Beyond The Outer Layer of Sports

Sports are as important to this world as literature, art and politics. Don’t laugh, it’s true. Nothing excites the world quite like sports. No story is as unpredictable, satisfying and heartbreaking as sports. What can make entire countries sit in front of their televisions to cheer one person on? What can single handedly recover a father and son’s relationship with a ball and a glove? Sports. Sports are like “300,” the movie as a reality TV show. Sports are like “Moby Dick” on a tangible court. Sports are like fighting a political power without really fighting. I’m not trying to prove this to myself – I’ve known this since I was a child. The Cheeseheads in Green Bay, Red Sox Nation in Boston and the Shark Tank in San Jose know. Why doesn’t everybody else?

Sports can do what books, plays and movies can do but takes it a step further – it’s real. Movies will show you the hero’s struggle, they will show the hero suffering extremes, but in the end, they will always make some triumph. Sports won’t do that. Sports aren’t afraid to break your heart. It will show you an excellent Patriots team that worked hard and deserved to be rewarded for their work lose to a New York Giants team that, in a few crucial plays, got lucky. It will show you the other side of the spectrum too. A nation will witness a “We Believe” movement spawn off of one season ticket holder’s sign and an undersized Golden State Warriors basketball team with a chip on their shoulder. Sports has no heart and all the heart in the world at the same time. There is a winner and a loser. Heartbreak and happiness. Hopes, dreams and emotion are all invested in sports – how is it not important?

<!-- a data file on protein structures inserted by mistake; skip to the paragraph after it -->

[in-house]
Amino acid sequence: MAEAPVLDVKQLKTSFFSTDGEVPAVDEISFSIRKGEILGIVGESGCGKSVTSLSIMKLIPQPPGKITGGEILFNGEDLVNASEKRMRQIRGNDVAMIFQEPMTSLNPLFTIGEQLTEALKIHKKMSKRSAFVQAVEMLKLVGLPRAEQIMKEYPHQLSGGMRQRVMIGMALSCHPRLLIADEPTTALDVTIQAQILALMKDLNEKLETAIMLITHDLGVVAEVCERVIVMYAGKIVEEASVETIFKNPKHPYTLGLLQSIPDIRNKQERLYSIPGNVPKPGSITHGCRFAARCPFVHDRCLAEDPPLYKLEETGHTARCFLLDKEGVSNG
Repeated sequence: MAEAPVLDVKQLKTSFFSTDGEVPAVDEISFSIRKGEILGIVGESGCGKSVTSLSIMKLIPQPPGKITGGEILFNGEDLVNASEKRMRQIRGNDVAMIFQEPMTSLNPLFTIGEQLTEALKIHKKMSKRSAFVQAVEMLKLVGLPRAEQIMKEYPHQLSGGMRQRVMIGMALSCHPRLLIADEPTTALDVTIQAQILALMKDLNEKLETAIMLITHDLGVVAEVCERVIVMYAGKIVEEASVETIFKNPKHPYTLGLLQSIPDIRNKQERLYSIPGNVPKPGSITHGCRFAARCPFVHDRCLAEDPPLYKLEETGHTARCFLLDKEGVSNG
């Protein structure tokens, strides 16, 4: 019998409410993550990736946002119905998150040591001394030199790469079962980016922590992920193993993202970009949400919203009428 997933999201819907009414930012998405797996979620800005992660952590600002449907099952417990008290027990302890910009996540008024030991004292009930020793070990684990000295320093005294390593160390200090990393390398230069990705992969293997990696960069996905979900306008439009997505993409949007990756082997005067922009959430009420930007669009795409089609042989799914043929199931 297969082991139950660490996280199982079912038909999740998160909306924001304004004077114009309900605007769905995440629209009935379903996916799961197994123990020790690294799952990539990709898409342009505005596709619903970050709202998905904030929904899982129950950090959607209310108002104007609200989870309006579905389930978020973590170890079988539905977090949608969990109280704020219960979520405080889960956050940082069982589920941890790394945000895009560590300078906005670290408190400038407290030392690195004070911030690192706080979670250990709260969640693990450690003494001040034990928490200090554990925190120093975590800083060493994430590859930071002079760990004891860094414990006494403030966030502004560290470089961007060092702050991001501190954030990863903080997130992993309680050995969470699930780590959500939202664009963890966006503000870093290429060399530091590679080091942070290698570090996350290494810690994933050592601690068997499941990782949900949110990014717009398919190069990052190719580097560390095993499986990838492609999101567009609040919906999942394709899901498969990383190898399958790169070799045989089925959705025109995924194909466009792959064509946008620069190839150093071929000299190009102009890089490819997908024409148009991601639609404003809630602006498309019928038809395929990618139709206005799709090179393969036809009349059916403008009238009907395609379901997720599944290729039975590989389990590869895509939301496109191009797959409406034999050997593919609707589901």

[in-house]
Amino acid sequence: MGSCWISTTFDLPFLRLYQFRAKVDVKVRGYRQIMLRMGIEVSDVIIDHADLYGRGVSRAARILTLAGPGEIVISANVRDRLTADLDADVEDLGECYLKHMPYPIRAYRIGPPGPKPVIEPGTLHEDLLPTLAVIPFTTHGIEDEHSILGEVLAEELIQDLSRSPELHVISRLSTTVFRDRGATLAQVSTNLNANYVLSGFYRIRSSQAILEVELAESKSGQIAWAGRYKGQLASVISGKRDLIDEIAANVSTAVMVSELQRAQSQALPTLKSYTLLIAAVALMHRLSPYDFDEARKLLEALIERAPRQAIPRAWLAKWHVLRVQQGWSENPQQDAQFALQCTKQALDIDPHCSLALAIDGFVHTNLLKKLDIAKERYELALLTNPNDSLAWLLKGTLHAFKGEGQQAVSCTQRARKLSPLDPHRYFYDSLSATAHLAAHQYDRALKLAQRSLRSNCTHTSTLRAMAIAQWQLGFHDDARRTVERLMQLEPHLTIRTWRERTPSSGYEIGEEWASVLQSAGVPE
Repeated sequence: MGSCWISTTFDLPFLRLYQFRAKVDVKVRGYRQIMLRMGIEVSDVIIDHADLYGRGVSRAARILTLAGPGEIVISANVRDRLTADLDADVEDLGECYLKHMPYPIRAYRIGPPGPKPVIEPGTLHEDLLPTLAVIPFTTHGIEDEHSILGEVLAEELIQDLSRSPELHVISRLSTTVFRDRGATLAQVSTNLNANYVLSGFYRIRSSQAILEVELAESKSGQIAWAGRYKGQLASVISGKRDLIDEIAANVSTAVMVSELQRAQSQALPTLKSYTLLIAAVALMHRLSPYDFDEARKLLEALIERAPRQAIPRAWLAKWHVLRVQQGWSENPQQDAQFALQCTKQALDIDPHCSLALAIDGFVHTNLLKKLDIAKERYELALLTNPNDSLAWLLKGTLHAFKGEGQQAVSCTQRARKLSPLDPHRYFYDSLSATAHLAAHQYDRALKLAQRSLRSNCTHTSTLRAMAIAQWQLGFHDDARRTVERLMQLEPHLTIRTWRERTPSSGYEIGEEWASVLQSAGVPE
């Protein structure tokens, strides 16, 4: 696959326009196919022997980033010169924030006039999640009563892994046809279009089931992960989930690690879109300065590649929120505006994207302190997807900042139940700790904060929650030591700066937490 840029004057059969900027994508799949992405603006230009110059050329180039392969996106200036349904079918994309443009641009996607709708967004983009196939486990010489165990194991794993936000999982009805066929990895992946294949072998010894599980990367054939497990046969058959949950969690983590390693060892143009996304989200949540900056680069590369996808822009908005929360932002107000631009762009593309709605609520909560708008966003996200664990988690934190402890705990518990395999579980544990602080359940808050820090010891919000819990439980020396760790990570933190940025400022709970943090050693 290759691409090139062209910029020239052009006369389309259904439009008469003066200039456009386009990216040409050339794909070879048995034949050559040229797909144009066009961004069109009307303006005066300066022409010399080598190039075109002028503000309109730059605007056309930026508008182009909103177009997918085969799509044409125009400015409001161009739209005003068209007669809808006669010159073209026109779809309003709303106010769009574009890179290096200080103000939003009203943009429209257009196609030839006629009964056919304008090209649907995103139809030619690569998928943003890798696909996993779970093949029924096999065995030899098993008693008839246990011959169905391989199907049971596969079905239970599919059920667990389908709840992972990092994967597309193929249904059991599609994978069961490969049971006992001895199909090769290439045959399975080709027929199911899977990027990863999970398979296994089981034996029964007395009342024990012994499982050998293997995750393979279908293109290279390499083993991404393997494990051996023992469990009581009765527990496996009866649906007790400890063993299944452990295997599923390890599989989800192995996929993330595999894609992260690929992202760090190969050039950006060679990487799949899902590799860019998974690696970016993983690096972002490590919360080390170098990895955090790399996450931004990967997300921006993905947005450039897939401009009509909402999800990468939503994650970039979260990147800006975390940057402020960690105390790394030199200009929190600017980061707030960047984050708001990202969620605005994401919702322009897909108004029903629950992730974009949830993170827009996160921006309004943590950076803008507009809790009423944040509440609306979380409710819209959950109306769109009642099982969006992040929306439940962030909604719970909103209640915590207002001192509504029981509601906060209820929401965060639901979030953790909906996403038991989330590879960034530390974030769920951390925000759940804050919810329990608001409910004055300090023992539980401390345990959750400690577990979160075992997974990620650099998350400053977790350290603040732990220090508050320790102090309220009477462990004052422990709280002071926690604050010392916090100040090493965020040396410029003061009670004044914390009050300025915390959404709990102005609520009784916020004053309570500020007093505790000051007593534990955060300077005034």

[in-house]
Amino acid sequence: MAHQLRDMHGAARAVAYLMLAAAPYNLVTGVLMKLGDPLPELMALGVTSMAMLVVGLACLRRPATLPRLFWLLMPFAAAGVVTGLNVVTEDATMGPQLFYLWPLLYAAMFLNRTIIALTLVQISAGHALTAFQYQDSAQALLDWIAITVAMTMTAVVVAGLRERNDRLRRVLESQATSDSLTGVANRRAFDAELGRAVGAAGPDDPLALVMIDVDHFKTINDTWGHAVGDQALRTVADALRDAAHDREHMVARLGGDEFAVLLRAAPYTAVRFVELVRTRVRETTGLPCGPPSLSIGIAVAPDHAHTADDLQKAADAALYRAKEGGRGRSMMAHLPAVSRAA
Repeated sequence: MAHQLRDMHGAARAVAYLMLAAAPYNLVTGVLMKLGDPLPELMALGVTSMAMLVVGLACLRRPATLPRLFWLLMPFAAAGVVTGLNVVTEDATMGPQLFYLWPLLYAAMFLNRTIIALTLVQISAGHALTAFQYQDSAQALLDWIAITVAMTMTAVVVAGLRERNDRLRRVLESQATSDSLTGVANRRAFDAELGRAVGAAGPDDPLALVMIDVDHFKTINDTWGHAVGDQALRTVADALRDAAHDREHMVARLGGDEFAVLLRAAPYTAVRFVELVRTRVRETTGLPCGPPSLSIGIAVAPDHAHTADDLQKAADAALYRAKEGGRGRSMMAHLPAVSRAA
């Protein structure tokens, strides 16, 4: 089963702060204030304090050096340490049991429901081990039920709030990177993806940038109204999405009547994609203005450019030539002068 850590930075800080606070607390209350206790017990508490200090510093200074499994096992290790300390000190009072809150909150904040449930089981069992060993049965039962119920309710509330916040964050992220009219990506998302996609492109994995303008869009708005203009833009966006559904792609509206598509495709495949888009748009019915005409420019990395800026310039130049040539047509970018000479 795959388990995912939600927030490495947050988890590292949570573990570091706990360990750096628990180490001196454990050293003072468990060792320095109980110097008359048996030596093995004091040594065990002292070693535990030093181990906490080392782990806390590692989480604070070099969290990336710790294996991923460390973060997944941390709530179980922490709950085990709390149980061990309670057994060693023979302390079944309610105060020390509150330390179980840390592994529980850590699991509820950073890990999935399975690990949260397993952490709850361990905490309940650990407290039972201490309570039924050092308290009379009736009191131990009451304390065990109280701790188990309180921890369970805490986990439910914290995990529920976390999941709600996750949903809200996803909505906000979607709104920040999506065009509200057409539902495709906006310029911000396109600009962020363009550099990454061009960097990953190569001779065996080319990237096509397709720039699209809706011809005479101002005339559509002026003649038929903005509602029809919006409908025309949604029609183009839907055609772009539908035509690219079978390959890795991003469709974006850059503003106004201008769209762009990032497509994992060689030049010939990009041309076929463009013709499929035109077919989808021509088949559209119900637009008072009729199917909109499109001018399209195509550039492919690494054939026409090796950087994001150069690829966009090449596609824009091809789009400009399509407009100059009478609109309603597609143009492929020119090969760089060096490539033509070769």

During the time of World War II, the German fighter Max Schmeling defeated the African-American success story Joe Louis. Although Schmeling won the first fight, some saying it reaffirmed the German’s ideas of Aryan supremacy, the rematch was even bigger. All of Germany cheered on their prizefighter and the Americans, for the first time in boxing history, were all behind the African-American Louis. The 1980 Olympic hockey team was filled with a bunch of amateurs. People scoffed at the new US team and said they didn’t even belong on the ice. However, once their chemistry started flowing, coach Herb Brooks’ program started to work, the US started winning games. Eventually they played the big bad Russian team for the gold medal. This was bigger than the Super Bowl. It was Russia against the US. It was the Cold War on cold ice; Communism versus Democracy. Sports can’t be anything but important. Right?

As a child I played any sport that was available to me. During PE, I was one of the kids that was pretty good at every game. I had my mom sign me up for parks and recreation leagues in baseball, football, field hockey and basketball. I ate the stuff up. The consistent factor in all of my athletic endeavors went by the name of “daddy.” He didn’t excel at all sports. He didn’t even play all sports himself. But if there was a referee or umpire to make a call regarding my play, you better bet my dad was there to make sure he was making the right decisions.

My dad didn’t know all of the basics to the games but he knew the basics of sports in general. He taught me about the importance of hard work, determination, passion and a little luck. On Sunday mornings when NBC still had a contract with the NBA, I would wake my dad up so we can watch the featured games on the “NBA on NBC.” I went with my dad to his friends’ Super Bowl parties. When we moved out of our old house during my middle school years, my dad made up my loss of friends with a brand new basketball court on our driveway. Sports was my vehicle to the man I looked up to. It translated my childish talk to his adult language. It gave me a chance to spend time with him. Feel emotion from someone who has a difficult time displaying his emotions. He’d rarely say I love you, but he’d always say, “You did a good job out there.” Sports gave me a connection to my old man. Forget what the rest of the world thinks. Sports are important to me and I have my proof.